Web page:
She began looking for painted prints whenever she went to another museum or print room. She found enough of them to warrant a research project. And she got Thomas Primeau, a BMA conservator expert in papers and colors, to make sure prints were indeed painted during the Renaissance and not just in 19th-century art shops. Primeau has written an enlightening essay for the catalog. And the show includes a replica of a 16th-century colorist studio with a brilliant array of pigments typical of that era. The show has been handsomely mounted by Karen Nielsen, the museum's director of design and installation, who went to Antwerp to ensure the studio's authenticity.
Dackerman got a research grant from the National Gallery of Art's Center for Advanced Studies in the Visual Arts, and she and Primeau left for three months in Europe in 1999.
"We went to London and Oxford and Cambridge. The Ashmolean [at Oxford], they were terrific. The place is terrific and the prints were great things. The Ashmolean is a really nice little museum."
In the exhibition, the grim-faced Emperor Maximilian on Horseback and the tender Virgin and Child Under a Round Arch, both colored woodcuts done in 1508 by the German Hans Burgkmair, come from the Ashmolean.
"We spent a lot of time in Germany," she says. "We were in Berlin and Nuremberg, and Coburg, and Wolfenbuettel, and Braunschweig. We were all over the map. Literally we'd just spend the day doing research, get on the train, go to the next city, spend the day doing research, get on the train and go to the next city."
She tried to plan ahead as much as possible. She wrote to print curators and collectors and tried to plan a route.
"But it was impossible to stick to the original itinerary. Because we never knew what we would find in any one place or how long we would need to stay.
"For instance, before going I wrote to the curator at the Veste Coburg. Coburg is this [small] town north of Nuremberg. She said, sure, we have a couple of examples of hand-colored colored prints in the collection, why don't you come and see them?
"When we got there she said that she had decided before our arrival to have someone from the museum go through all the boxes. So they looked through tens of thousands of prints. And what they ended up finding were hundreds and hundreds of examples of these hand-colored prints. So where we intended to spend just a day or two in Coburg, we ended up there over a week because it was such a bonanza of material."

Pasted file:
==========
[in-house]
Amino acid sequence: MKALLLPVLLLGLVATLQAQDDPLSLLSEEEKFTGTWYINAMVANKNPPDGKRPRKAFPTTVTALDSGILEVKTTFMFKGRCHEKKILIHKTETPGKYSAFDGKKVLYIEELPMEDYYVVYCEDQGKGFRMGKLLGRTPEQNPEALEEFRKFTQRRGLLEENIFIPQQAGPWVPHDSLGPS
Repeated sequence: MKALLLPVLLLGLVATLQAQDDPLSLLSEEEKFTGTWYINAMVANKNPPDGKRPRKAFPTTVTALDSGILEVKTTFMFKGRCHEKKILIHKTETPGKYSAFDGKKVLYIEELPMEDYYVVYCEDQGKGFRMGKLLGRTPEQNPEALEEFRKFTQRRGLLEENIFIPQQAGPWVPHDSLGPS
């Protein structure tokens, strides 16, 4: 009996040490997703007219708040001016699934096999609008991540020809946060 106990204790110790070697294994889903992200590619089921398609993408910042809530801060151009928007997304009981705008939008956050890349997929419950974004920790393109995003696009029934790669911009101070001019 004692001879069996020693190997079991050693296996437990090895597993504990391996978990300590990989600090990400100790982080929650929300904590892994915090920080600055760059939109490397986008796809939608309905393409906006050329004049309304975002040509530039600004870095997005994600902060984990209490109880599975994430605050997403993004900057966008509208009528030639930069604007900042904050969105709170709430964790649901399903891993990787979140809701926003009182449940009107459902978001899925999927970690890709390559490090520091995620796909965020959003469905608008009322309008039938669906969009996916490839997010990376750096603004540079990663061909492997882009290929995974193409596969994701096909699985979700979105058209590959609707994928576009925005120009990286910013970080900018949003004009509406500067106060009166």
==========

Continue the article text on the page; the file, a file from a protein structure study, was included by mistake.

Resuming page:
Coburg is the home of the Saxe-Coburg ancestors of Queen Elizabeth II, whose great-great-grandfather, Prince Albert, Queen Victoria's consort, was born there. So was Victoria's mother. The museum at Veste Coburg, a fortified castle dating from the Middle Ages, houses a collection of 350,000 prints by 5,000 European masters and among a wealth of art and artifacts, 26 paintings by Lucas Cranach (1472-1553), who was court painter there. Martin Luther also found refuge at the castle in 1530.
Seeing it come together
Seven painted prints from Veste Coburg are in the exhibition, including its signature work, Saint Jerome in His Study, from 1514. It's shown alongside the black and white version from the BMA's collection. The engraving is a work of genius in black and white; in color it leaps into life.
The show has 27 such pairs, including Head of Christ, a woodcut by Hans Sebald Beham based on a Durer etching. The colorist added blood dripping from the Crown of Thorns to the original woodcut.
In Berlin, they found the spectacular Triumphal Arch of Emperor Maximilian I, by Durer. About 12 feet by 10 and composed of 192 separate woodcuts, the Triumphal Arch is a grand monument to the colossal ego of the emperor who consolidated the Holy Roman Empire by marriage and military force. In Dackerman's words, it "functions as a billboard of Maximilian I's accomplishments."
In the State Museum in Berlin, the Arch was disassembled and stored in boxes. It hadn't been together for decades.
"We pulled out all these individual sheets," Dackerman says. "We never actually saw it all put together until it arrived at the BMA. When I asked to borrow the Triumphal Arch, [Holm Bevers, the curator in Berlin] said 'I can't remember the last time it was together.' But he and the conservators worked together to figure out how to mount it so it looked like a complete image. And frame it and get it shipped over here.
"You can imagine the anxiety, having never seen it all together before. My anxiety," she says with a laugh. "I had asked to borrow this huge print that I didn't know what it was going to look like." But, using one of her favorite locutions, she says, "It looks terrific."
But even more gratifying are the plans of the British Museum to include a number of hand-colored prints in the Durer show that will open this winter in London.
"So even the British Museum is going to open the door for this previously unexplored part of art history," she says. "And you know the British Museum is the premier place. It sets the standard for international scholarship in lots of ways."
Did your show help do that?
"It couldn't have hurt," she says, laughing.
What: Painted Prints: The Revelation of Color
Where: Baltimore Museum of Art, 10 Art Museum Drive at North Charles and 31st streets
When: Through Jan. 5
Admission: $7 adults; $5 students and seniors
Hours: Wednesday through Friday 11 a.m. to 5 p.m.; Saturday and Sunday 11 a.m. to 6 p.m.
Call: 410-396-7100 (or online, visit www.artbma.org)